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Mending fences, really?

By Ochereome Nnanna
WHEN I heard that some Igbo leaders had scheduled a meeting with Ijaw leader, Chief Edwin Kiagbodo Clark to negotiate terms for Igbo support of the perceived Goodluck Jonathan presidential ambition, I pinched myself to see whether I was dreaming or awake.

It turned out that I was actually awake because I felt the pinch. I decided to wait to see the meeting come to pass.

Then on Thursday, August 19, news came that a group of Igbo politicians were meeting in Clark’s Asokoro residence in Abuja . The attendees were people you could not, in all honesty, describe as Igbo nonentities.

Among them were Chief Ken Nnamani; Chief S. N. Okeke; Dr Chukwuemeka Ezeife; Dr Emmanuel Iwuanyanwu; Professor ABC Nwosu; Chief Achike Udenwa and Senator Uche Chukwumerije. This was actually a set of Class “A” Igbo politicians, meeting with Clark, Chief DSP Alamieyeseigha, retired Air Commodore Idongesit Nkanga and retired Brigadier General S. E. Oviawe, among others.

The meeting agreed that it had become imperative to “give attention more to the issues that unite the people of the South-South and South East geopolitical zones who live contiguously (sic) than issues that divide us because there is no ocean without debris”.

They also agreed to work together to tackle the problems both sides are facing in the system, schedule a meeting of elders and leaders of both sides in Enugu at a later date and most importantly, work together towards actualising the emergence of Jonathan as the elected president of Nigeria in 2011.

Ordinarily, nobody from that part of the country (least of all yours sincerely) should raise an eyebrow over such a historic meeting, but I am! I am raising an eyebrow, not because this was the first time the leaders of the two geopolitical zones have met since the return of democracy to Nigeria .

In fact, long before the return of democracy, retired Commodore Okoh Ebitu Ukiwe rallied leaders of the East to meet with the West and later, Middle Belt under the platform of the Council for Unity and Understanding (CUU) in the early 1990s.

CUU in May 1994 transformed into the National Democratic Coalition (NADECO). The objective of this effort was, in summary, to raise a strong Southern and Middle Belt front to reduce the arrogance of sectional power and banish inequalities within the Nigerian system.

Also in 2000, Ukiwe formed the Council of Eastern States (CES) and invited Ambassador Matthew Mbu, a dependable Zikist of Southern minority extraction to lead it.

The initiative and the laudable objective of re-uniting the peoples of the old Eastern Region towards a common political objective was so well received, particularly among the minorities, that the group transformed into the Council of South East and South-South (COSESS). Meetings were held at Umuahia, Port Harcourt and Uyo.

They were well attended. Some of the leaders of the South-South that attended these meetings were the Amanyanabo of Twon Brass, HRM Alfred Diete Spiff and retired Justice Adolphus Karibi-Whyte, both of them distinguished Ijaw leaders.

Why did that effort collapse? The answer will interest you in the light of unfolding events. The single most important factor that destroyed the move to get the Igbos and their neighbours to put aside their differences and work together, as “there is no ocean without debris” was – you guessed it right – Chief Senator Dr Edwin Kiagbodo Clark!

Together with the likes of the late Marshall Harry, that section of the Ijaw elite held a counter-symposium and announced that the Ijaw were more familiar, and at home, with political alliances with the North. In an interview with me, Marshall said after the Port Harcourt meeting in 2001: “This meeting does not click to me”.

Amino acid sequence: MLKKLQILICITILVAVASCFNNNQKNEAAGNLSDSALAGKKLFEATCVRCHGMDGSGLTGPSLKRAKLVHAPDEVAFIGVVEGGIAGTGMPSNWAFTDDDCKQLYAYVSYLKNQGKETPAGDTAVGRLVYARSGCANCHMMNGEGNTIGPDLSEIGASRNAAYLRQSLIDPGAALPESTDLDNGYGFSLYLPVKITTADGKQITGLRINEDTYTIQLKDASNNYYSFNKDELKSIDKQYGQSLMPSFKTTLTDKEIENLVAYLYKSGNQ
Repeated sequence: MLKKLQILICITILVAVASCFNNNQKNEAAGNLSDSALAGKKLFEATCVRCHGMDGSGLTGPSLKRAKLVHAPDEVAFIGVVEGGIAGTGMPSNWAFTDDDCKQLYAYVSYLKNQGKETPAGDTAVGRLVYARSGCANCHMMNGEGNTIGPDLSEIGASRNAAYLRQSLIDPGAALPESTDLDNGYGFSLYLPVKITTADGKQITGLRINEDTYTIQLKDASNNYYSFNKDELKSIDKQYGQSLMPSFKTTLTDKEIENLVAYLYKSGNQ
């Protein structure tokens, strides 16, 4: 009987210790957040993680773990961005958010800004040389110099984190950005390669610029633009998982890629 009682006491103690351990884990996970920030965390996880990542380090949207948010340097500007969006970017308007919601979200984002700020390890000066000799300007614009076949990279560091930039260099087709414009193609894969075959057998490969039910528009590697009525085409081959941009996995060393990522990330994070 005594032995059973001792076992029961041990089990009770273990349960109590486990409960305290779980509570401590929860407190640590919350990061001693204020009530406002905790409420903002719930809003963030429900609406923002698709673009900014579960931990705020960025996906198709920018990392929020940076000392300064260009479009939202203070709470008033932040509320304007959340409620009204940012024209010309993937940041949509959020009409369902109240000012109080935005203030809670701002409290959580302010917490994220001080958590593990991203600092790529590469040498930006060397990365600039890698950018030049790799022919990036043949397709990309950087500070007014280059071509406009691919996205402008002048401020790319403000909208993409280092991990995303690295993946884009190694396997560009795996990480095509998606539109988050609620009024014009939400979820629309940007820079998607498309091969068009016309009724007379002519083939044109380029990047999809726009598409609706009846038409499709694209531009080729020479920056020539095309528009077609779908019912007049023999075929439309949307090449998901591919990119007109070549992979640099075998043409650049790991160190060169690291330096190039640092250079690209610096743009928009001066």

That effort was demonised by Clark’s group who said it was another ploy by the Igbo elite to use the minorities to achieve their presidential ambition, arguing, instead that they wanted a South-South president.

As if their prayers were about to be answered, former Governor of Rivers State, Dr Peter Odili embraced the presidential race in 2006 and had almost wrapped up his nomination by the ruling party at Abuja, when President Olusegun Obasanjo suddenly decided to yield to Northern demands that the presidency must return to the North after its stay in the South for eight years.

The greatest obstacle against Odili’s presidential ambition was Chief E. K. Clark, who dubbed him an “Igbo man”. In other words, to Clark , Igbo speaking people of the South-South did not qualify to vie for president on behalf of the region! Funny enough, Clark came to this meeting with South East politicians, including Professor BIC Ijomah from Anioma in Delta State !

Clearly, the only motivation behind Clark ’s emergency “romance” with Igbo politicians is that an Ijaw man, Jonathan, is in the presidency eyeing the presidential race and needing all the support he can get. There is a difference between the Mbu/Ukiwe initiative and that of Clark .

The Mbu/Ukiwe move was visionary and based on strategy and principle. If Clark had embraced it or allowed it to grow, by now Jonathan would simply walk in and cash in. Clark’s motives are suspect to me.

I am not sure he has now purged himself of his political Igbo-phobia. I am not sure, after Jonathan’s political venture he would be there when the Igbo will need a “return visit”. The leopard does not change its spots for any reason.

The Igbo elite who wish to support President Jonathan should simply proceed to do so because it is a good idea. Those who wish to go with the North should also proceed because it is not a bad idea, provided that terms are agreed.

When the time comes the Igbo mainstream will follow the better option. Let no one allow anyone to distract them from pursuing the interests of their people and Nigeria .


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